- Modernism and the Cinema:Metropolis and the Expressionist Aesthetic
There is a sequence of events towards the end of Fritz Lang's Metropolis (1927) that encapsulates many of the ideas that I would like to explore here concerning the film's relation to expressionism, to Weimar cinema and more broadly to modernism. In this scene the scientist Rotwang, who has created the robot-double of Maria, mischievously arranges for the protagonist Freder to discover her with his father. The shock at seeing his father Joh Frederson in an apparent embrace with what Freder takes to be his own beloved is such that he begins to totter and fall over in a faint. In rapid succession we see a special-effects shot depicting bright lights or an explosion (which we infer to be Freder's internal sensations from the effect of this shock), followed by a shot which shows Freder with a look of disbelief on his face, passing his hand before his eyes, as if his vision is now blurred and he wants to wipe away the coating obscuring what he is seeing. We then have a point-of-view shot from Freder's perspective of what he is reacting to: the father and the false Maria are pictured staring directly into the camera and, corresponding to Freder's wiping gesture, the image is noticeably hazy and out of focus. In a second point-of-view shot elaborating on this obscuring of vision we then see another image of Maria and Joh Frederson together, this time encircled by a prismatic montage of hazy and distorted, clocklike images rotating around them. As Freder begins to lose consciousness and fall down, graphics of explosions and starbursts are superimposed upon his image in the frame (which, even though it is not a point-of-view shot, we take to indicate his internal sensation), followed by a subjective shot from Freder's fevered perspective with a rapid montage of multiple successive images depicting the false Maria, his father, Rotwang, and a deathly skeleton-figure.
The viewer may at first seem to gain a slight foothold here in terms of vision and knowledge in so far as the haziness of the image and the graphics of explosions can be explained as Freder's internal sensations and hallucination. Yet at the same time the viewer's position of knowledge [End Page 105] is also substantially undermined in a number of ways. Firstly, it is difficult to decipher the more rapid and blurry rotating montage images; secondly, the rapid bombardment by unusual material (such as the trick shots) is difficult to assimilate and make sense of; and thirdly, the cuts and changes in perspective in the editing are abrupt and raise the question of the narrative agency: who is narrating/seeing here?1 One can characterize the viewer's position here and throughout the film as being subject to constant destabilization and marked by profound uncertainty and instability. Indeed, as Thomas Elsaesser has shown, various forms of instability abound in Weimar cinema.2 And although I will concentrate here on the case of Metropolis, I believe that similar arguments can be applied to a good deal of Weimar and modernist cinema. For elsewhere, too, there are frequently scenes like this depicting dreams, hallucinations, and fantastic events, as well as discontinuities and gaps in the plot, regular switches of narrator (including embedded or sub-narratives which interrupt the main narrative), and finely balanced ambiguities in the narrative.3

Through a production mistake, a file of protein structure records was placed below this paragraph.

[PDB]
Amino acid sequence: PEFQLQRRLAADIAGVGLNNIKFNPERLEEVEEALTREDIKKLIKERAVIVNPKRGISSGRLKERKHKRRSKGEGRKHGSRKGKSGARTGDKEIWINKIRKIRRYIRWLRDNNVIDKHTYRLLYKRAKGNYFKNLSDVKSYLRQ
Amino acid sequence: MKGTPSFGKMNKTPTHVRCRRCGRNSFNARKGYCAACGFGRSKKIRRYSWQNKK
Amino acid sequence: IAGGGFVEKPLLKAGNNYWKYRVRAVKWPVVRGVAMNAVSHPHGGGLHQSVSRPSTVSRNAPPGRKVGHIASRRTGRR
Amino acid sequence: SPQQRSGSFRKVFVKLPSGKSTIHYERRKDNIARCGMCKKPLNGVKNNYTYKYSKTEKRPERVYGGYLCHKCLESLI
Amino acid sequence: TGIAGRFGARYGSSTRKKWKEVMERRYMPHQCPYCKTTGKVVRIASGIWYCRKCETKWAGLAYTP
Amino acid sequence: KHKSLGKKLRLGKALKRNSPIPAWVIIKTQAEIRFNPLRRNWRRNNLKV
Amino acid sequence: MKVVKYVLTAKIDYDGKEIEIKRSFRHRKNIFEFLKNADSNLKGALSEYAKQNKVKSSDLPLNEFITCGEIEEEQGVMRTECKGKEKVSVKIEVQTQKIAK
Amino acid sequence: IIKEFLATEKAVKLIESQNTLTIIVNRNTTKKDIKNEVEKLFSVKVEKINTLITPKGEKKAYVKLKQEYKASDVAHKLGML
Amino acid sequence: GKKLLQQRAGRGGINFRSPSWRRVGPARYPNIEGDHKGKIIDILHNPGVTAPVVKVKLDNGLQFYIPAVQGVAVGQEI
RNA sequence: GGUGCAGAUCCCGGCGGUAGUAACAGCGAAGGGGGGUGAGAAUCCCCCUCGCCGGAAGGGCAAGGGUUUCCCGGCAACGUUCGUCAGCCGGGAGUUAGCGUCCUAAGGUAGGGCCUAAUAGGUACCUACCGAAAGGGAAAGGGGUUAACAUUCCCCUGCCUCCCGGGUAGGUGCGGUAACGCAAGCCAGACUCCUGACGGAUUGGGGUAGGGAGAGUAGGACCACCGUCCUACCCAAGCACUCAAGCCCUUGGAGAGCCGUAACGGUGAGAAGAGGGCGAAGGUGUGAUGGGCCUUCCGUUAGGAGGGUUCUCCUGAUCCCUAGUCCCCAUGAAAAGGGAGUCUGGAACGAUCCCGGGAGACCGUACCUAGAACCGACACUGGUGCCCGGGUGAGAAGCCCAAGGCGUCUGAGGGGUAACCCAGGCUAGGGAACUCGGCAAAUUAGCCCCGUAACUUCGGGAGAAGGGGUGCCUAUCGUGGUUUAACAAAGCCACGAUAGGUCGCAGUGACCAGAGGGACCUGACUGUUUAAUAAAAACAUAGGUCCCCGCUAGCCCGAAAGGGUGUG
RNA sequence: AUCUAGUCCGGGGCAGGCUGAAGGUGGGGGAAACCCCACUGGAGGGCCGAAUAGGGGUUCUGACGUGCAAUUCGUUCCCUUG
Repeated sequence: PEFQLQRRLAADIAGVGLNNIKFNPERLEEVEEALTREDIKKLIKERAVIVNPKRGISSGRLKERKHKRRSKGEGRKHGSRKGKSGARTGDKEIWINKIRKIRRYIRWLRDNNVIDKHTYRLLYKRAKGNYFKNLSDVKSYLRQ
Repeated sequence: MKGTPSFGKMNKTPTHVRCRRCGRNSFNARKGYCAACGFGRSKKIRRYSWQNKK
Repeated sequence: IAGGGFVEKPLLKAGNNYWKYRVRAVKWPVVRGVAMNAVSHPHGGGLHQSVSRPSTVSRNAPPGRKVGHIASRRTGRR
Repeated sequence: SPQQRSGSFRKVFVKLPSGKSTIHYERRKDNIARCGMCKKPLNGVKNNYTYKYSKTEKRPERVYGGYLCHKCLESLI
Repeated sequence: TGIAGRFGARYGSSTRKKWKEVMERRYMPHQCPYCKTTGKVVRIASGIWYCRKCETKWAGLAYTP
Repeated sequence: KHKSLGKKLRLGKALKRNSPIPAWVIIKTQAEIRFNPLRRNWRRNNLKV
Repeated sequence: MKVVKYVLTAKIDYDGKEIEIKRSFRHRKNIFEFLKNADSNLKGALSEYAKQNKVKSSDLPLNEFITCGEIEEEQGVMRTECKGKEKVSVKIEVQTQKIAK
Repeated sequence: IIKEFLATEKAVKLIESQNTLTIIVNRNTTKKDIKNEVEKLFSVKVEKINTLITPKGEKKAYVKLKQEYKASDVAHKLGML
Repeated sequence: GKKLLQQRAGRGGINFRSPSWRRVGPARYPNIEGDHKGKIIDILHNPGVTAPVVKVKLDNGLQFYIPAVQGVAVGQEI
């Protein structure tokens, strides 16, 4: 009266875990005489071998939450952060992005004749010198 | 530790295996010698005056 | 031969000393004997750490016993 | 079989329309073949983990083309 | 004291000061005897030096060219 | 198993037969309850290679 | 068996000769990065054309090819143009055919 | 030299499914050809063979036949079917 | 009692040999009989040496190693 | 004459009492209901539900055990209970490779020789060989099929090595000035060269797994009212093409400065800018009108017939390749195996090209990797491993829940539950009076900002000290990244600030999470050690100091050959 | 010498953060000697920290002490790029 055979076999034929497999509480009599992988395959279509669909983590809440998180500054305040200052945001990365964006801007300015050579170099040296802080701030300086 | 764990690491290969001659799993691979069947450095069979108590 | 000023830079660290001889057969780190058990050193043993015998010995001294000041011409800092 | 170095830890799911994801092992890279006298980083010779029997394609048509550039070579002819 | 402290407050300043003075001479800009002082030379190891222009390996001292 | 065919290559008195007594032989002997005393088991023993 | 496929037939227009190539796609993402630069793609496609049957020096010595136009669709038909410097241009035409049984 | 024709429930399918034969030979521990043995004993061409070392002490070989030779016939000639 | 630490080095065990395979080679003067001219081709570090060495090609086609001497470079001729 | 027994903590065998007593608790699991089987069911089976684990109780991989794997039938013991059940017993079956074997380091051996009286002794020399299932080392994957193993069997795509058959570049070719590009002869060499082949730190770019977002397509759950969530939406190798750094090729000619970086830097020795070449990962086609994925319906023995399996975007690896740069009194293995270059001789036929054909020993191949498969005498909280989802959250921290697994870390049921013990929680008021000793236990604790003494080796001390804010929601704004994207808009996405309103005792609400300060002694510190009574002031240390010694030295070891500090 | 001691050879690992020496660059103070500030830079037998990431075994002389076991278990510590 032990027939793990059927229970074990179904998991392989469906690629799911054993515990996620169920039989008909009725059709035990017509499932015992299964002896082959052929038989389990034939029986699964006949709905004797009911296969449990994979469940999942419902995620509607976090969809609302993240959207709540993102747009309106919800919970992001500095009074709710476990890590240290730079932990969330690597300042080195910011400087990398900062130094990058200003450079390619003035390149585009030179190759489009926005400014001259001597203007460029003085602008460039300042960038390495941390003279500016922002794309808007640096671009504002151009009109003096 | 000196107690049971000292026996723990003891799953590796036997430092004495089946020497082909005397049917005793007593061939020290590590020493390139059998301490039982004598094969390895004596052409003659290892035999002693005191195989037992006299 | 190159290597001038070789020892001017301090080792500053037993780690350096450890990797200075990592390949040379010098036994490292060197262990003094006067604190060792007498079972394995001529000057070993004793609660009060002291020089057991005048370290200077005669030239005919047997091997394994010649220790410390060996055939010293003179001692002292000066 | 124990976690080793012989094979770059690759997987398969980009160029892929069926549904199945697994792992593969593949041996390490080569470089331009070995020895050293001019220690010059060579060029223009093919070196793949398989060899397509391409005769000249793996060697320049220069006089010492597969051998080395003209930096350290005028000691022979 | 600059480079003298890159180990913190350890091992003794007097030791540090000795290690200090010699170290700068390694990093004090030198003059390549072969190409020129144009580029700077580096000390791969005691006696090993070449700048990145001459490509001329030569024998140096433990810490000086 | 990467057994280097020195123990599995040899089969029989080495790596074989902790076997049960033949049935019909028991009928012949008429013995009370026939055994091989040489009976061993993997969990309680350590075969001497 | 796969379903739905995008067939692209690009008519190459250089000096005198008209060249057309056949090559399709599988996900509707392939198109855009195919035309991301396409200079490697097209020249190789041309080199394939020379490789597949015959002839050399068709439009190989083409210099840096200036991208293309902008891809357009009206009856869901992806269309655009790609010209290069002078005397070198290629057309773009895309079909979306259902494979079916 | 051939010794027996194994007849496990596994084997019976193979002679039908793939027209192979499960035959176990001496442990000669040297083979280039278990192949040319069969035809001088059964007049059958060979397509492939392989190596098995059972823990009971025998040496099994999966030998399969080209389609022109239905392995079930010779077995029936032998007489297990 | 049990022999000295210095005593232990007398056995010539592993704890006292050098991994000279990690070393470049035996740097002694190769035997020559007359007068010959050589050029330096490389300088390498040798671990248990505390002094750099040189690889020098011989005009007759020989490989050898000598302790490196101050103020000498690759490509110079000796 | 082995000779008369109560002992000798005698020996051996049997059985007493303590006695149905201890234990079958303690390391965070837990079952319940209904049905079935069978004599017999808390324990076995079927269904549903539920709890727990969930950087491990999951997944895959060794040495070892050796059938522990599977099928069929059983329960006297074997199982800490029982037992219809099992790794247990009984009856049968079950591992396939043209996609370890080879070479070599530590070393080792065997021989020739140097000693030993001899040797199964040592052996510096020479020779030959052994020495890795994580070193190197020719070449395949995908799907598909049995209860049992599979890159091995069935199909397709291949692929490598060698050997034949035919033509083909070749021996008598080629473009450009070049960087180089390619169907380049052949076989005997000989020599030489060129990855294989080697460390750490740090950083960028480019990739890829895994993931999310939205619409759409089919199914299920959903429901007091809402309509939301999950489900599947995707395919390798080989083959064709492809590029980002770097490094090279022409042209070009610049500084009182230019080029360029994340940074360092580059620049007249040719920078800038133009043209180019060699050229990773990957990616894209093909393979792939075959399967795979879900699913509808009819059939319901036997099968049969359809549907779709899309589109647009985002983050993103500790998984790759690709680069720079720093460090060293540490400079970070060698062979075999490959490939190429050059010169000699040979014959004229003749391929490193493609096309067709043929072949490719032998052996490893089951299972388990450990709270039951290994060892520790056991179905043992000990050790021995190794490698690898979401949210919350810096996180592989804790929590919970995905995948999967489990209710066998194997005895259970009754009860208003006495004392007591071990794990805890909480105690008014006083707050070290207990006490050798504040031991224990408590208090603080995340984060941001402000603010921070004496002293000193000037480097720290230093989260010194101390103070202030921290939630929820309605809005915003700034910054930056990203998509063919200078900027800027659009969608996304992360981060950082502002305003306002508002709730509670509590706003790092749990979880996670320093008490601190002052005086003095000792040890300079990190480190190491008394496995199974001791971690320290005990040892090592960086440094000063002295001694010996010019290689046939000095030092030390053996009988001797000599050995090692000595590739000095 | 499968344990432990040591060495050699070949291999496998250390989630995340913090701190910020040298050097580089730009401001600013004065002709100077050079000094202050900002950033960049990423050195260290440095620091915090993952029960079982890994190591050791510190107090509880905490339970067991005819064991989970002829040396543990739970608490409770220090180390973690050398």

What I want to argue here, however, is that the audience's sense of destabilization and textual ambiguity, and its corresponding lack of interpretative mastery, is associated with the lack of a clear and reliable narrator or organising authority within the text, but more significantly, as I will show, this destabilization results from a radical structural aesthetic drawn from the anti-representational mode developed by German expressionism and related more generally to the modernist movement's literary response to modernity. For the films of Weimar cinema in which this expressive structure dominates frequently appear not only uninterested in depicting the external world in any traditionally realistic fashion, but further, in the manner of those modernist literary texts...